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B is for...

Learn about the wonderful world of herbs with our ABCs of Herbs series.

In our ABCs of Herbs series, we want to give you a bit of background about the herbs we use in our essential oil blends. This will focus more on what the herb is for, and not about identification.

All information has been learned through the years by me through study and certification.

Barberry Root

(Berberis vulgaris)

Barberry has a history of positive effect on the gastrointestinal tract, lymphatic system, and urinary tract. It is a friend to the liver, and increases bile production. It is a strong antibiotic, and anti-fungal. It is often used to clean and purify the blood. It has been shown to control candida albacans, and has been used by diabetics with success. In a salve, it is great for sores, burns, acne, itchy skin, bruises, minor cuts and ringworm. High in citric acid, Vitamin C and Berberine. Avoid if pregnant.

Basil, Holy

(Vana (Ocimum gratissimum); Rama & Krishna (Ocimum tenuiflorum aka Ocimun sanctum))

We use all three types of basil in our blends. According to Pub Med, Holy Basil (aka Tulsi) has been used by traditional medical practitioners all over the world and has been recommended for the treatment of bronchitis, bronchial asthma, malaria, diarrhea, dysentery, skin diseases, arthritis, painful eye diseases, chronic fever, insect bite etc. The Ocimum sanctum L. has also been suggested to possess components that are antifertility (not recommended as birth control), anticancer, anti-diabetic, anti-fungal, antimicrobial, hepatoprotective, cardioprotective, antiemetic, antispasmodic, analgesic, adaptogenic and diaphoretic actions. Eugenol (1-hydroxy-2-methoxy-4-allylbenzene), the active constituent present in Ocimum sanctum L., has been found to be largely responsible for the therapeutic potentials of Tulsi. Tulsi is considered to be an adaptogen, balancing different processes in the body, and helpful for adapting to is regarded in Ayurveda as a kind of "elixir of life" and believed to promote longevity. Avoid if pregnant.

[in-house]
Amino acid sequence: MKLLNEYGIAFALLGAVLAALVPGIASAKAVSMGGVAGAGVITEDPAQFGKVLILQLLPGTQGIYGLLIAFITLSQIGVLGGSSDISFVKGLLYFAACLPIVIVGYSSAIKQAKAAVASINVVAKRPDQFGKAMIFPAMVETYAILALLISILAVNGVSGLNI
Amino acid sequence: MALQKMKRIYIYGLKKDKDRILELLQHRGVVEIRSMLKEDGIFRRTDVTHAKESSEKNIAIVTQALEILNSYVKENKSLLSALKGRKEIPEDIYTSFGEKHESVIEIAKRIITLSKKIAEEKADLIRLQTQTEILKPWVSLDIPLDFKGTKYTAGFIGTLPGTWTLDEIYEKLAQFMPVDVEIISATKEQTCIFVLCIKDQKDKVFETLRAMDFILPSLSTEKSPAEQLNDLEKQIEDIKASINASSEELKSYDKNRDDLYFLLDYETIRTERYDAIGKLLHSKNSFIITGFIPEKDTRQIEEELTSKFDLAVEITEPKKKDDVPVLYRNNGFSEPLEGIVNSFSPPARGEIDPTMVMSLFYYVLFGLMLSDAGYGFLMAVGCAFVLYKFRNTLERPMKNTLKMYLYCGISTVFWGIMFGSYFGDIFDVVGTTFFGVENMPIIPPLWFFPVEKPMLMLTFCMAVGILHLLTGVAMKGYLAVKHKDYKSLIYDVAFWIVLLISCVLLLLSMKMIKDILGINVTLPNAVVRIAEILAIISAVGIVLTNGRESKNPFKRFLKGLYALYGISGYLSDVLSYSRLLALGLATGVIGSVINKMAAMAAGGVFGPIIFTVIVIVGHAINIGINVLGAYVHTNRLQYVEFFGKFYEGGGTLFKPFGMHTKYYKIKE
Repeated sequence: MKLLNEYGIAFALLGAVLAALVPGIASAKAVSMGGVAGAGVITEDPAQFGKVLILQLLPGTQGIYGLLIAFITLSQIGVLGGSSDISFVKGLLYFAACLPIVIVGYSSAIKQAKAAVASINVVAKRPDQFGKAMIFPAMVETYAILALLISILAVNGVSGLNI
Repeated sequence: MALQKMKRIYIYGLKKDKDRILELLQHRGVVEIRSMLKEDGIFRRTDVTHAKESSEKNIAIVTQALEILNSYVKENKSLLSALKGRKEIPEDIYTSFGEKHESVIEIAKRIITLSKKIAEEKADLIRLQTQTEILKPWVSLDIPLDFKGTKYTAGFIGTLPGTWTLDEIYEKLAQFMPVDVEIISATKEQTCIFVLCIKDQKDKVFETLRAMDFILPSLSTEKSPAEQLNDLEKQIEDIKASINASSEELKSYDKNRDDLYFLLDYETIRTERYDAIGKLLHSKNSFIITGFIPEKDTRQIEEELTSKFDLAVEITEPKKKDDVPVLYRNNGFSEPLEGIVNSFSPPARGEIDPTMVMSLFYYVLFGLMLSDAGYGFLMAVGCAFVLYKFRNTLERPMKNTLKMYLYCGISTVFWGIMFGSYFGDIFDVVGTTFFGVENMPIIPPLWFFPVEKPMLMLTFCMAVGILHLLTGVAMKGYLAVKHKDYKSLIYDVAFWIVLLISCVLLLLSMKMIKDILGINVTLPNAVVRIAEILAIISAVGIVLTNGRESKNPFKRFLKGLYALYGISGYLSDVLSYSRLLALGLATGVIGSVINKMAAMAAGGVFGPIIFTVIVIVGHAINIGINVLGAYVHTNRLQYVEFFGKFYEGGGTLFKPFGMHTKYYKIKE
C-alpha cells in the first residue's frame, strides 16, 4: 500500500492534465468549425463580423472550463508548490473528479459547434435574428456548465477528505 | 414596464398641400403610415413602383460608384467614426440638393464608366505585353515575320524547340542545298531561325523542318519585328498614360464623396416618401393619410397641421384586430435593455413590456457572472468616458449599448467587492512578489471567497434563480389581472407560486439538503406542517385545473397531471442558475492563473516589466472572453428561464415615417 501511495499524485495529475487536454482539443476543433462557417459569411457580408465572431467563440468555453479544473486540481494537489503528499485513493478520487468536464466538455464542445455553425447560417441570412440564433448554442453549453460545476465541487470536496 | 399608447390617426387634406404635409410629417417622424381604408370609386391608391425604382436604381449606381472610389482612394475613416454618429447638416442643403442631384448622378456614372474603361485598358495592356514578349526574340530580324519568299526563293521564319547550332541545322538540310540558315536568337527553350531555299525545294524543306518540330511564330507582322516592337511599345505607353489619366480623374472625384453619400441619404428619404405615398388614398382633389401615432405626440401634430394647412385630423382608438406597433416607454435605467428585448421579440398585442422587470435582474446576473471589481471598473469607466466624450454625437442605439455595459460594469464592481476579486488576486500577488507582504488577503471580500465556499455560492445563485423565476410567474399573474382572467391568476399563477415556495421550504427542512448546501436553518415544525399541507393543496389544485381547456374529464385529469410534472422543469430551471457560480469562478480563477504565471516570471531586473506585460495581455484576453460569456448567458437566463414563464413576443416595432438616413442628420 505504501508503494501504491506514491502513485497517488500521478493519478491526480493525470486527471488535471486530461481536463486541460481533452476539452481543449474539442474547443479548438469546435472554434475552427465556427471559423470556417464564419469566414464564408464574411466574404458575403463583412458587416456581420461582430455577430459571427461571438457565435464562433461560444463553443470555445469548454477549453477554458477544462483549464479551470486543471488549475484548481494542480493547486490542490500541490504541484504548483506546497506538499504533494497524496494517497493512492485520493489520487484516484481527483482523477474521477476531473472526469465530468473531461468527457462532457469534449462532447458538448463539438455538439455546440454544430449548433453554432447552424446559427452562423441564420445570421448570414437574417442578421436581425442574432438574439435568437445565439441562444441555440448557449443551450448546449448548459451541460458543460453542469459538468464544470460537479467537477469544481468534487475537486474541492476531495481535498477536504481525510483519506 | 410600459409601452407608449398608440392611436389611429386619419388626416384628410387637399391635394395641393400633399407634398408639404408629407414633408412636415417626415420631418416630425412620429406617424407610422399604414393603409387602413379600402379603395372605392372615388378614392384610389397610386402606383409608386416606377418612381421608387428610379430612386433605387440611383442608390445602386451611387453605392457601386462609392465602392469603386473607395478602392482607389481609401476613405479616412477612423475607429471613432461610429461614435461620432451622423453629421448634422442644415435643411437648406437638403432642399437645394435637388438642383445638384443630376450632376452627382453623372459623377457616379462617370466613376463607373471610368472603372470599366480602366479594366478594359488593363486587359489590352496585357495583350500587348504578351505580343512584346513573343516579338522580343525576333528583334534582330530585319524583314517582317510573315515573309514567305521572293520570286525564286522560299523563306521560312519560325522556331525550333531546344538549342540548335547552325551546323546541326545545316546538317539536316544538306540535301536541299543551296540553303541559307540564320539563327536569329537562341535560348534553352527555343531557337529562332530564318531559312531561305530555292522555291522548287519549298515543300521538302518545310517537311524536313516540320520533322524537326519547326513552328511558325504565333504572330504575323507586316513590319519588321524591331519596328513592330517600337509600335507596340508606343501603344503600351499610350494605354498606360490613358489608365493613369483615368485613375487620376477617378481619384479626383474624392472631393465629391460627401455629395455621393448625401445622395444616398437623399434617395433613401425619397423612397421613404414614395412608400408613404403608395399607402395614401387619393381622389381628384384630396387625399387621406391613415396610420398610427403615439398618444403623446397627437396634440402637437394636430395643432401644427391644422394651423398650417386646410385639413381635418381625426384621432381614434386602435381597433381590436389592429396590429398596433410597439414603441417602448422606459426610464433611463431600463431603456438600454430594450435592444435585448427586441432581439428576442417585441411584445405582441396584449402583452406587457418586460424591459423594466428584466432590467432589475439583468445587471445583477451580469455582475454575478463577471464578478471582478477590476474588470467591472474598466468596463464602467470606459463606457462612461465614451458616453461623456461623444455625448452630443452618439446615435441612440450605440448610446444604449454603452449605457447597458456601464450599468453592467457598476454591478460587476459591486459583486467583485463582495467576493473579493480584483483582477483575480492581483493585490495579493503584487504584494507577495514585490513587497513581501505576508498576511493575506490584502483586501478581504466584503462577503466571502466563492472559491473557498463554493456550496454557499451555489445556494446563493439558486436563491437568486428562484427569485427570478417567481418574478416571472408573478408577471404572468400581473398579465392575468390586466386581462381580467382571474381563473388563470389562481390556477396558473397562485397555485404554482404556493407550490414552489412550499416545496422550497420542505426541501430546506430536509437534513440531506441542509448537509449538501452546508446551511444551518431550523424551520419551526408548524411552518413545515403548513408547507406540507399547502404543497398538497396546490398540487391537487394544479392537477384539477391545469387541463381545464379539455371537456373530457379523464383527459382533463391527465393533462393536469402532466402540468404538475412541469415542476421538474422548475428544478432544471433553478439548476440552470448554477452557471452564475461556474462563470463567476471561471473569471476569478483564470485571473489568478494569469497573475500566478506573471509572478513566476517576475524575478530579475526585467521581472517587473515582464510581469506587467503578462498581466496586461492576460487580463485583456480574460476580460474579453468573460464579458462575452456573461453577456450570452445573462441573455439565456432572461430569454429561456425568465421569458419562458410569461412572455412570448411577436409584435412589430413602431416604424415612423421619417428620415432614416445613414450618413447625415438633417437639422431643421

Bay Leaf

(Laurus nobilis)

Bay Leaf was used as a symbol of honor and wisdom in ancient times and was often seen as a wreath around an athlete's head. It is known to be anti-fungal, antiseptic, aromatic, astringent, circulatory stimulant, stomachic, tonic, strengthens digestive system, arthritis, bronchitis, colic, cramps, flu, gas indigestion, memory loss, poor circulation; great in teas, stews, sauces. Don't eat the bay leaves whole. They are too hard and have pointy ends. If using in cooking, crush finely or remove before serving.

Black Cohosh

(Cimicifuga racemosa, syn. Actaea racemosa)

Black Cohosh is often used to address female issues, including hormone imbalance, and menopausal symptoms, including those 'warm summers'. The German Commission E has approved its use for painful PMS. Some herbalists believe it is a great herb at easing pain associated with muscle stiffness, dull, achy, cold pains. It is anti-inflammatory, cardio-tonic, and a diuretic. Avoid if pregnant, or while breastfeeding.

Blackberry Leaf

(Rubus fruticosus L)

Blackberry leaf has been used to soothes mouth sores and sore throat, may help reduce blood sugar and manage diabetes, and helps to ease menstrual cramps. Herbalists have soaked a clean cloth in a strong tea (cooled) of this herb to soothe hemorrhoids. Avoid in children under 2.

Burdock Root

(Arctium lappa)

Burdock root is an adaptogen, alterative, antibacterial, anti-fungal, anti-inflammation, diuretic, nutritive, rejuvenative; blood cleaner, clears internal heat, improves elimination of metabolic wastes through the liver, lymphs, and large intestines, lungs, kidneys and skin; helps digestion, and absorption of fats; encourages flow and is useful in breaking open stagnant functions in the body, including flow of lymph through the body, hormone imbalance and gout.

It contains inulin, a prebiotic that feeds the gut microbiome. Used to detoxify and normalize metabolic function, burdock, along with other "blood purifiers" like yellow dock, can help calm skin eruptions like eczema, dandruff, psoriasis, and other external signs of internal disharmonies (Hoffmann, 2010).

Traditional western herbalists used burdock for gout, kidney stones, rheumatism, and eczema. In Chinese medicine, burdock is also used for skin conditions and to detoxify the blood (Chan et al., 2011).

Burdock is considered safe for most people, however if you are sensitive to plants in the Asteraceae family, theoretically Burdock could trigger allergic reactions. This reaction, however, is very rare.

As with many alteratives, people with skin conditions may see an increase in symptoms when they first start to take burdock, but generally see improvement through continued use. Avoid in first trimester of pregnancy.

Our Blends

Looking for one of our B herbs in a ready made blend? Look no further.

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